Published on July 5th, 2016 | by Joshua S Hill


California Solar Generation Grew 1,378% In 5 Years

July 5th, 2016 by  

The total electricity generated from solar in the US state of California between 2009 and 2014 increased an astonishing 1,378%.

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This is one of the key findings from the 8th edition of Next 10’s California Green Innovation Index, released in late June. In addition to the mind-blowing solar statistics, zero emission vehicle (ZEV) adoption rates have also increased, renewable energy sources served 25% of California’s retail electricity sales, and it generated 20.1% of the state’s total electricity in 2014 — up from 12% in 2009.

“As the sixth largest economy in the world and an innovator in climate and energy policy, California is forging a decoupling between economic growth and carbon emissions per-capita,” said F. Noel Perry, businessman and founder of the nonpartisan nonprofit group Next 10. “California is not only the fourth-most energy productive economy in the world, the state also leads in key clean tech indicators, like clean tech patents and investment. Much of the rest of the nation is following our lead.”

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ZEV registrations have increased by 244% in two years, and in tandem with the massive uptake of solar, Next 10 believes these developments are “signalling major market disruption as clean energy technology hotspots take root across California, and not just in traditional innovation hubs.”

“California is a global leader when it comes to expanding its economy without increasing per capita emissions—this trend represents a shift from old growth models,” said Christopher Thornberg, founding partner of Beacon Economics, which compiled the Index for Next 10.

Next 10-3Other highlights from the Index include:

  • California’s total state greenhouse gas emissions fell .62 percent in 2014.
  • Total solar residential installed capacity increased 65 percent in 2015, while industrial interconnected megawatts almost doubled.
  • California topped the nation in all major clean technology patent categories in 2015, registering more than five times the solar patents than the 2nd ranked state (New York), and generating over 25 percent of all energy efficiency patents in the U.S.
  • The Golden State pulled in $9.8 billion in clean tech investment in 2015, 68 percent of the U.S. total, up 35 percent from 2014.
  • Greenhouse gas emissions from surface transportation decreased .8 percent between 2011 and 2015, despite a 2.2 percent increase in total vehicle registrations.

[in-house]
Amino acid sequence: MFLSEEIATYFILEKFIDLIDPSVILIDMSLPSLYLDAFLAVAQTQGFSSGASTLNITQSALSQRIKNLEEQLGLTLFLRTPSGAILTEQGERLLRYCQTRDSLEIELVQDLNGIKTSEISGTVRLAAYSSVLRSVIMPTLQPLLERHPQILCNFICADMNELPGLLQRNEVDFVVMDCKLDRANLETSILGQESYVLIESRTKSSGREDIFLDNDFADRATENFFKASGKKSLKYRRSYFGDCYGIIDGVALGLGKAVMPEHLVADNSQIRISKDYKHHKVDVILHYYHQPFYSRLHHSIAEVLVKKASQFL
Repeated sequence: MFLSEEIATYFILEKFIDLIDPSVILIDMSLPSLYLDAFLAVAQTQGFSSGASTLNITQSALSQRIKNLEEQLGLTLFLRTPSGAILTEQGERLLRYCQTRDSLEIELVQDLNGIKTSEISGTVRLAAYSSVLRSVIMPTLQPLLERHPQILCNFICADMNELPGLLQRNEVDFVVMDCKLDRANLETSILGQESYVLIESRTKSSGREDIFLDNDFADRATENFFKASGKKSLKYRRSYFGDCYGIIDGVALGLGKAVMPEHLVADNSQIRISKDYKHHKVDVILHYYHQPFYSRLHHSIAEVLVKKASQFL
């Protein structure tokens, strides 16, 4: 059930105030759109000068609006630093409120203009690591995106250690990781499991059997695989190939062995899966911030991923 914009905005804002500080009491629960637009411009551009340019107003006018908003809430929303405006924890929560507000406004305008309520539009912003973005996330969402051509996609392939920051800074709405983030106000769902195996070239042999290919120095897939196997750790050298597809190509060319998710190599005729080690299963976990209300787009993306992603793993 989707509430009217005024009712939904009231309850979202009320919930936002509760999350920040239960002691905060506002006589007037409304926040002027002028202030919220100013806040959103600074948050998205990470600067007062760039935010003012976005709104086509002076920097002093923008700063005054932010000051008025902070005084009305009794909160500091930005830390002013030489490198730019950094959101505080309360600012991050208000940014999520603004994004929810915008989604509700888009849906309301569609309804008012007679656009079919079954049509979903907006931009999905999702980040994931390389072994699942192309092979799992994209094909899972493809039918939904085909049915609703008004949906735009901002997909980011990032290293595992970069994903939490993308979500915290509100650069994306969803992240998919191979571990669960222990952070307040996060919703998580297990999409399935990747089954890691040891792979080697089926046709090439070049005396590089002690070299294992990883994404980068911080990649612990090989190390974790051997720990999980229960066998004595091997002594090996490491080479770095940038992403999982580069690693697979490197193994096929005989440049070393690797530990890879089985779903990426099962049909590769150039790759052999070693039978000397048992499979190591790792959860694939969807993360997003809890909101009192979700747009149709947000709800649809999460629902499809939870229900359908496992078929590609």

• In 2014, California’s average monthly residential electricity bill was 20 percent lower than the U.S. average due to higher levels of energy efficiency.

“California’s increasing energy productivity and renewable energy growth are not accidents,” Perry said. “They can be tied to policies, from the landmark AB 32 climate and clean energy law to last year’s SB 350. This year’s Green Innovation Index shows how you can trace progress on clean energy and climate from innovations in California’s metro areas to policies to commitments made by governments around the world.”

The full report is available for download here (PDF).

Related: California Solar Energy – Solar Incentives, Installers, Costs

Check out our new 93-page EV report, based on over 2,000 surveys collected from EV drivers in 49 of 50 US states, 26 European countries, and 9 Canadian provinces.

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I'm a Christian, a nerd, a geek, and I believe that we're pretty quickly directing planet-Earth into hell in a handbasket! I also write for Fantasy Book Review (, and can be found writing articles for a variety of other sites. Check me out at for more.

  • neroden

    It must have crossed a threshold. The trendline (doubling every two years) would only predict 465% growth, not 1378% growth.

    Solar growth is now accelerating in California. Which state will be next?

    I think maybe my prediction of 100% renewable energy in the US by 2030 is *too conservative*. I bet it happens earlier.

    • Epicurus

      100% renewable energy in the US by 2030 would be fantastic.

      Hillary’s goal is considerably more conservative, isn’t it?

      • Bob_Wallace

        I don’t believe she has set a goal for 100% RE.

        Bernie’s plan is to shake his finger at coal, is it not?

        Get over your disappointment. Your guy lost. Now the task is to make sure Trump loses and loses nasty. We need not only the White House but also Congress if we want to make any real changes.

        • Frank

          I’d like to phase out free pollution. Wait! How about making the industry pay into a fund to pay for all coal related land reclamation, plant cleanup costs, fixing any storage problems for slag. Anything that the companies are supposed to pay for, but the government gets stuck with if they go out of business.

  • Peter Waegemans

    Weird. The main increase is in residential solar but it’s mainly the industrial electricity bill that’s lowered.

    • Matt

      PV drives down peak prices, no matter who installs it.
      Industrial price are closer tighten to the spot price than residential prices.

      • neroden

        Also, think about it: most industrial facilities close at night. So they can often replace nearly *all* their power usage with solar. Most people are at home with lights on at night…

        • GCO

          California’s got net metering, so homeowners certainly can offset all their energy usage with solar. I do.

          I suspect that a good chuck of the bill for facilities are demand charges, which is something solar can quickly bring down.

  • Mike Shurtleff

    “1,378%” Wow! …just wow! Nice article Josh! Thank you.

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